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March 23
Law's words frame new play

March 2
Wary Catholics return to church

January 25, 2004
Churches report attendance up

January 4, 2004
Dot parish struggles to survive

December 28
Hudson fill-in priest welcomed

December 12
Law prays daily for diocese

November 22
Assignment for Law expected

November 20
Policies on VOTF reconsidered

September 19
Crisis issues in church's future

September 18
Meeting ban at parish is lifted

August 4
O'Malley given warm welcome

August 1
Lawmakers see shades of gray

July 31
An angry protest, and prayers
Voices of protest and support
Three in crowd bound in hope
At BC, optimistic students watch

July 29
Lay group to engage O'Malley

July 24
Many outraged after AG's report

July 21
Law to skip bishop installation

July 18
O'Malley invites Law, victims

July 11
Bishops seek private opinions

Earlier stories

Spotlight Report

  Cardinal Bernard Law, joined by Fr. Michael Doyle of St. John the Evangelist in Canton (left) and Fr. John McGinty of Sacred Heart in Lynn, leave St. Camillus Church in Arlington where Law met with area priests. (Globe Staff Photo / Wendy Maeda)

Law said to soften stance toward group

Cardinal eyes meeting with Voice of Faithful

By Matthew Carroll, Globe Staff, 10/24/2002

A small gathering of Boston-area Catholics grew into Voice of the Faithful, a nationwide lay reform group.  
Coverage of Voice of the Faithful
ARLINGTON - In a further softening of his position, Cardinal Bernard F. Law yesterday told about 400 priests that he hoped to sit down with leaders of Voice of the Faithful, the lay group that has arisen out of the church's sexual abuse crisis and with which he has feuded, said priests who attended a meeting with the cardinal.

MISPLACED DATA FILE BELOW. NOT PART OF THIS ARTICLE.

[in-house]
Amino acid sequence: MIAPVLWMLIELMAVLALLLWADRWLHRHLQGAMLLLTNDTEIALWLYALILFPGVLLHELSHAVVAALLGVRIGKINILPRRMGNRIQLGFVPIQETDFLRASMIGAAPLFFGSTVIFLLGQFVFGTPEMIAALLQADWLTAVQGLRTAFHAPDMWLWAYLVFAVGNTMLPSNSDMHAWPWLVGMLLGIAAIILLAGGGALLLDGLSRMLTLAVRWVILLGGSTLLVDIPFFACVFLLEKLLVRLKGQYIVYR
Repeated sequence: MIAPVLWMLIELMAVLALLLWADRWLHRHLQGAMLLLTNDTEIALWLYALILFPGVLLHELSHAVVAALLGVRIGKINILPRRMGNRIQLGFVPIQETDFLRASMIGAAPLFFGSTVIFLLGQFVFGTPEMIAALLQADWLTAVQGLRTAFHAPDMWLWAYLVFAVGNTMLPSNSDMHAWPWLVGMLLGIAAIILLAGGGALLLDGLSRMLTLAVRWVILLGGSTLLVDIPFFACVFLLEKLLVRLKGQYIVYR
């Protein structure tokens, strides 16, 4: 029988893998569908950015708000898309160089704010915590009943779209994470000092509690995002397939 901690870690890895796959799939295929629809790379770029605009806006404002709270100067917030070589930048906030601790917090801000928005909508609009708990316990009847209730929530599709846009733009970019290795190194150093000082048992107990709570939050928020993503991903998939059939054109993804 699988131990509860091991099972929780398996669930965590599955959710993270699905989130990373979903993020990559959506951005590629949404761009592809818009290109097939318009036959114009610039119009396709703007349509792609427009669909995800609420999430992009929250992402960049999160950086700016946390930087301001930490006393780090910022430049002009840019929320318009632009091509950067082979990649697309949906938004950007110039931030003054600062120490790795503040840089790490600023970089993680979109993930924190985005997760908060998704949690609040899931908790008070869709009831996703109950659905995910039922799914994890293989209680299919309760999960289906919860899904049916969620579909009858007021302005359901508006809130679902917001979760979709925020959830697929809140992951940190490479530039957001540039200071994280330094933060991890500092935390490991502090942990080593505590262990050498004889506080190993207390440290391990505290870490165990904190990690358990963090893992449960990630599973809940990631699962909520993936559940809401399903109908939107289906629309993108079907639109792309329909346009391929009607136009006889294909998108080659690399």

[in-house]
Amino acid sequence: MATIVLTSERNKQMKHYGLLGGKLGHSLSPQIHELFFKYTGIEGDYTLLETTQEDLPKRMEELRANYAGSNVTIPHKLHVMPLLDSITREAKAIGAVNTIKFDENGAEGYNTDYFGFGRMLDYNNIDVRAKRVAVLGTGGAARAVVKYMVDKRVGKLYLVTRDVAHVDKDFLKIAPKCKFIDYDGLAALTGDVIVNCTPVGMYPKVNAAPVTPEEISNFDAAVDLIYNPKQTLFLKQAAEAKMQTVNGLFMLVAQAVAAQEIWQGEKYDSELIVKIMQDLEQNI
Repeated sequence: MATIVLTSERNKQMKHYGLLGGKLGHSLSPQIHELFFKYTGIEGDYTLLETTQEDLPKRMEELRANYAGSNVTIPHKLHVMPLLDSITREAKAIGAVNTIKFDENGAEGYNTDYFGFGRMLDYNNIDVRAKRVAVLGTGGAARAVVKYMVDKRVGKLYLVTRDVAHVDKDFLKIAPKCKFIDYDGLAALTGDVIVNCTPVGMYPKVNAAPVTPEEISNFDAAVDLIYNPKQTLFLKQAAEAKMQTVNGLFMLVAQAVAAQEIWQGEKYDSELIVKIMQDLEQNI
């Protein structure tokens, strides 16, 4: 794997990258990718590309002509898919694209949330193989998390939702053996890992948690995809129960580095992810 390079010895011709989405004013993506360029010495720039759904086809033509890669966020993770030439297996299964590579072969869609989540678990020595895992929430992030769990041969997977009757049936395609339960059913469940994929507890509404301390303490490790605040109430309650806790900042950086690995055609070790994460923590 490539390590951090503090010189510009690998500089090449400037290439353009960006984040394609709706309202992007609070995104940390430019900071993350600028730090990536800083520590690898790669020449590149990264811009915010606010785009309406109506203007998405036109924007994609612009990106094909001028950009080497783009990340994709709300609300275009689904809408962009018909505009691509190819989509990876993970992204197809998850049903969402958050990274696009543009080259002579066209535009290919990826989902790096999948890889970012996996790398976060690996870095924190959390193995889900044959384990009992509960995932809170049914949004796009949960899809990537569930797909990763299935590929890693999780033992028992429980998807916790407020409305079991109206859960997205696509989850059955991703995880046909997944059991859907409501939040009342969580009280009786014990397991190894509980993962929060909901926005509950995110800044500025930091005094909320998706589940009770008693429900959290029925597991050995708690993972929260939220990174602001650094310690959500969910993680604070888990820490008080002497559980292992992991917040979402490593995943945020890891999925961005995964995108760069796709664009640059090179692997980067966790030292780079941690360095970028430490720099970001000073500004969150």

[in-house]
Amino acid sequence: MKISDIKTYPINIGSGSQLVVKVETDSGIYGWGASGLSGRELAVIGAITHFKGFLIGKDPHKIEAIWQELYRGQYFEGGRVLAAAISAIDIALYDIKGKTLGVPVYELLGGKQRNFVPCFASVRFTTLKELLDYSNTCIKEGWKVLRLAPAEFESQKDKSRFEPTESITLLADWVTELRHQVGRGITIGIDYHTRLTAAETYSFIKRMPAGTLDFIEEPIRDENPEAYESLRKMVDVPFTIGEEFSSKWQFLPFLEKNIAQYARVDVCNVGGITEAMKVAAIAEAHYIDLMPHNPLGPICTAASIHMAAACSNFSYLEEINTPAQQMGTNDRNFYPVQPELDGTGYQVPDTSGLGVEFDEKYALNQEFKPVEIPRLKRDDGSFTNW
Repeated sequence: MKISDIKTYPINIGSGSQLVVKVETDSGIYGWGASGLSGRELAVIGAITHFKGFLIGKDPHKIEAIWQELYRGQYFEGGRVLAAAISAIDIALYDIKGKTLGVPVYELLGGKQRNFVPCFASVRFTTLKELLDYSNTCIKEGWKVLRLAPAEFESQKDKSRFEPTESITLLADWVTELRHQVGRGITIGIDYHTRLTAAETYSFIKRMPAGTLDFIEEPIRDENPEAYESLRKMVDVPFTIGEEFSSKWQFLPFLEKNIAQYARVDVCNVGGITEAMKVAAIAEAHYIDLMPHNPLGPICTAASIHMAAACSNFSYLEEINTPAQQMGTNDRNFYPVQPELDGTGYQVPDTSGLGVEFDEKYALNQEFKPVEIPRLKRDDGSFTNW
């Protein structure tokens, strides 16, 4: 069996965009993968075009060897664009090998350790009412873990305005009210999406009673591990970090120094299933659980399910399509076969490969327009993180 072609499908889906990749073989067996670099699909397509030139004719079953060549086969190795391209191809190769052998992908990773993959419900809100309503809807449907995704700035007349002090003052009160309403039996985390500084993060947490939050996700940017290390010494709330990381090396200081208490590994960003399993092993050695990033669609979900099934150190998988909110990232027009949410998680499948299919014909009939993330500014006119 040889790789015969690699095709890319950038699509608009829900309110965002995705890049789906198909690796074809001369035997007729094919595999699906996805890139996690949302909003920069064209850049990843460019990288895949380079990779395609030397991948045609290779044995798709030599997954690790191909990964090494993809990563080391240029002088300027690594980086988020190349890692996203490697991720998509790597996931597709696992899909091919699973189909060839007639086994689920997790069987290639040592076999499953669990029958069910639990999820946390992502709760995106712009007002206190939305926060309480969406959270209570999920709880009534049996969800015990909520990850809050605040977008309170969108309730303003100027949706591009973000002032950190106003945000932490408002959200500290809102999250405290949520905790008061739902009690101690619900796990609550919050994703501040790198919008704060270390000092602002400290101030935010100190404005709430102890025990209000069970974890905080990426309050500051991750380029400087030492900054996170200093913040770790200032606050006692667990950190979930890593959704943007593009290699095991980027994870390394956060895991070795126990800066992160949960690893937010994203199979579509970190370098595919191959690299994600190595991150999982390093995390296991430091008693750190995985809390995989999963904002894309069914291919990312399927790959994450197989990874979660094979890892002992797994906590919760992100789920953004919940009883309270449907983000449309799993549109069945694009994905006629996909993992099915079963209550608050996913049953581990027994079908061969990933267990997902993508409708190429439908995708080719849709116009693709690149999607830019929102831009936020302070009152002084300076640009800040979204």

Law made the remarks at St. Camillus Church in a wide-ranging session that covered topics ranging from his decision not to resign in the midst of the crisis to the rights of priests accused of sexual misconduct. The meeting, which was his second in two days with archdiocesan priests, was closed to the media. But in remarks afterward, the cardinal said the assembled priests who spoke had kind words for the Voice of the Faithful.

''I would say the basic thrust of the comments was to encourage on my part a more open and positive approach,'' said Law. At the earlier meeting on Tuesday, most priests spoke positively about the organization, while a few voiced negative comments.

Inside the meeting, Law told Bishop Walter J. Edyvean to work with the group, said priests who attended. Edyvean, a top Law deputy, last met with Voice of the Faithful in June. However, Edyvean and leaders of the group have spoken over the past few days.

Law also told the priests that he had wrestled with resigning.

''I indicated it would not take a rocket scientist to realize that it is not an option that someone in my circumstances over the past 10 months would not have considered, and I did consider it,'' Law said. But after prayer and talks with advisers, he decided to stay and to try to resolve the crisis.

Another topic of concern was due process for priests accused of sexual abuse. The archdiocese is in the process of designing archdiocesan policy, Law said.

Law, who earlier this year described Voice of the Faithful as ''potentially divisive,'' has been offered a $56,000 donation by the group, but with strings attached. The group wants none of the money spent on church administration and also wants to know where the money will be spent. Law has previously said he would not take money from the organization, but has declined to comment more recently because he said he had not received a formal offer.

The archdiocese received official notice of the offer this week.

Earlier this month, Law overruled a regional bishop who ordered a parish not to allow the organization to meet on church property. Law said the several dozen chapters of the organization that are already meeting at churches can continue to do so. But pastors have been told to discourage new chapters from meeting on church property.

Matthew Carroll can be reached at

This story ran on page B3 of the Boston Globe on 10/24/2002.
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